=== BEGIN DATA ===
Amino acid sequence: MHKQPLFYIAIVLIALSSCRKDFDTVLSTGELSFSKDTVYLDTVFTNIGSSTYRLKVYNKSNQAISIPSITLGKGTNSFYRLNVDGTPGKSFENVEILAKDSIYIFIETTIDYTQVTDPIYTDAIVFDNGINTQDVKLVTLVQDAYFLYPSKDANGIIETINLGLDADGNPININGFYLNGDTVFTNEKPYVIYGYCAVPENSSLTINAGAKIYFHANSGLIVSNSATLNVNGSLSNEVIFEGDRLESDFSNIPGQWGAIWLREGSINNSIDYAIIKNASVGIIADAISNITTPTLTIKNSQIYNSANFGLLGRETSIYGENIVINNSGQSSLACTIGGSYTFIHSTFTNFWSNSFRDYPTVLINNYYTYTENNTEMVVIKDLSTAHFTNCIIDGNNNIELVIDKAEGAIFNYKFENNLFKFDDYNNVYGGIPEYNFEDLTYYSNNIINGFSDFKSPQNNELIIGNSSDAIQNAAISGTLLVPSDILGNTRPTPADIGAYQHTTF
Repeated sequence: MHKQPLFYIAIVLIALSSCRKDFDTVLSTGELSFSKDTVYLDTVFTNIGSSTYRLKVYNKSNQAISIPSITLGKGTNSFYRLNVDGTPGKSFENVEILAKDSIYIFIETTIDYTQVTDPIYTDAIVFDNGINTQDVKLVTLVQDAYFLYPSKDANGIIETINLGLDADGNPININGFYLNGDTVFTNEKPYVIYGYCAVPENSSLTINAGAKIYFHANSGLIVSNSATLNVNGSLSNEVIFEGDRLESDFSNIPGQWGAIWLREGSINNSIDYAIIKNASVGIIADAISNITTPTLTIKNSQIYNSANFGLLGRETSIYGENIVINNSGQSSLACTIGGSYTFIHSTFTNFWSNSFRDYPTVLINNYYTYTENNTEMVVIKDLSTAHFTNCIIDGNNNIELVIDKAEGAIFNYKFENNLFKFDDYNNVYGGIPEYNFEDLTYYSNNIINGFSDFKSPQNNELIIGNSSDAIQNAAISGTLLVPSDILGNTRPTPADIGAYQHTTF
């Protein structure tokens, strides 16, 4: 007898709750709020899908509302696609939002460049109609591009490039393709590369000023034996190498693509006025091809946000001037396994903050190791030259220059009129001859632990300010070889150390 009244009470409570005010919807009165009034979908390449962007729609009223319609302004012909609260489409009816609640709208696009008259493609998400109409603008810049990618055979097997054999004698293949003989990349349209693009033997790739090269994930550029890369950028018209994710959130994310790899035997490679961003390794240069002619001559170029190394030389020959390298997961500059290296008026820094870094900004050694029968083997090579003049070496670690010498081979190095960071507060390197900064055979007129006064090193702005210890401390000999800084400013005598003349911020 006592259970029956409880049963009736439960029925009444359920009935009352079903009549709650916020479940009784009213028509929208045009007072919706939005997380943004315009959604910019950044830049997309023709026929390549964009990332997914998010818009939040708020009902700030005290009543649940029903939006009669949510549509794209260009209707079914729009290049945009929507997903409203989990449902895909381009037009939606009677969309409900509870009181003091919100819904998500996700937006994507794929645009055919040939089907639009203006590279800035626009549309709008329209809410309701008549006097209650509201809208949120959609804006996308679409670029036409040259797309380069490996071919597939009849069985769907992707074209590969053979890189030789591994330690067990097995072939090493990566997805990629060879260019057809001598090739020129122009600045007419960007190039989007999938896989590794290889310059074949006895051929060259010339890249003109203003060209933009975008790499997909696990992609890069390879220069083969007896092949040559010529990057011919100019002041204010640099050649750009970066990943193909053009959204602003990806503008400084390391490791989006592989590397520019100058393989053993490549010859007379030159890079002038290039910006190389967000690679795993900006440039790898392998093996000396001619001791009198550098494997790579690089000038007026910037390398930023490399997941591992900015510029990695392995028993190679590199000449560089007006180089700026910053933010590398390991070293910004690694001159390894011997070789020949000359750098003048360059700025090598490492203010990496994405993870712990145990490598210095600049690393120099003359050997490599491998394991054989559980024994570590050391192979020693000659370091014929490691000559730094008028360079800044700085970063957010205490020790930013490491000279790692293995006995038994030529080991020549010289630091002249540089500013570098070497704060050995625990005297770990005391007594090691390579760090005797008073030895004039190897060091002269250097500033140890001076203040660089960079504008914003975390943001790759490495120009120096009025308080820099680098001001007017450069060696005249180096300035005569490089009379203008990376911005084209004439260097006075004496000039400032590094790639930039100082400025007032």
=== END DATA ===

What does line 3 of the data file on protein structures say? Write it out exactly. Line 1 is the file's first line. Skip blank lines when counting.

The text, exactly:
């Protein structure tokens, strides 16, 4: 007898709750709020899908509302696609939002460049109609591009490039393709590369000023034996190498693509006025091809946000001037396994903050190791030259220059009129001859632990300010070889150390 009244009470409570005010919807009165009034979908390449962007729609009223319609302004012909609260489409009816609640709208696009008259493609998400109409603008810049990618055979097997054999004698293949003989990349349209693009033997790739090269994930550029890369950028018209994710959130994310790899035997490679961003390794240069002619001559170029190394030389020959390298997961500059290296008026820094870094900004050694029968083997090579003049070496670690010498081979190095960071507060390197900064055979007129006064090193702005210890401390000999800084400013005598003349911020 006592259970029956409880049963009736439960029925009444359920009935009352079903009549709650916020479940009784009213028509929208045009007072919706939005997380943004315009959604910019950044830049997309023709026929390549964009990332997914998010818009939040708020009902700030005290009543649940029903939006009669949510549509794209260009209707079914729009290049945009929507997903409203989990449902895909381009037009939606009677969309409900509870009181003091919100819904998500996700937006994507794929645009055919040939089907639009203006590279800035626009549309709008329209809410309701008549006097209650509201809208949120959609804006996308679409670029036409040259797309380069490996071919597939009849069985769907992707074209590969053979890189030789591994330690067990097995072939090493990566997805990629060879260019057809001598090739020129122009600045007419960007190039989007999938896989590794290889310059074949006895051929060259010339890249003109203003060209933009975008790499997909696990992609890069390879220069083969007896092949040559010529990057011919100019002041204010640099050649750009970066990943193909053009959204602003990806503008400084390391490791989006592989590397520019100058393989053993490549010859007379030159890079002038290039910006190389967000690679795993900006440039790898392998093996000396001619001791009198550098494997790579690089000038007026910037390398930023490399997941591992900015510029990695392995028993190679590199000449560089007006180089700026910053933010590398390991070293910004690694001159390894011997070789020949000359750098003048360059700025090598490492203010990496994405993870712990145990490598210095600049690393120099003359050997490599491998394991054989559980024994570590050391192979020693000659370091014929490691000559730094008028360079800044700085970063957010205490020790930013490491000279790692293995006995038994030529080991020549010289630091002249540089500013570098070497704060050995625990005297770990005391007594090691390579760090005797008073030895004039190897060091002269250097500033140890001076203040660089960079504008914003975390943001790759490495120009120096009025308080820099680098001001007017450069060696005249180096300035005569490089009379203008990376911005084209004439260097006075004496000039400032590094790639930039100082400025007032």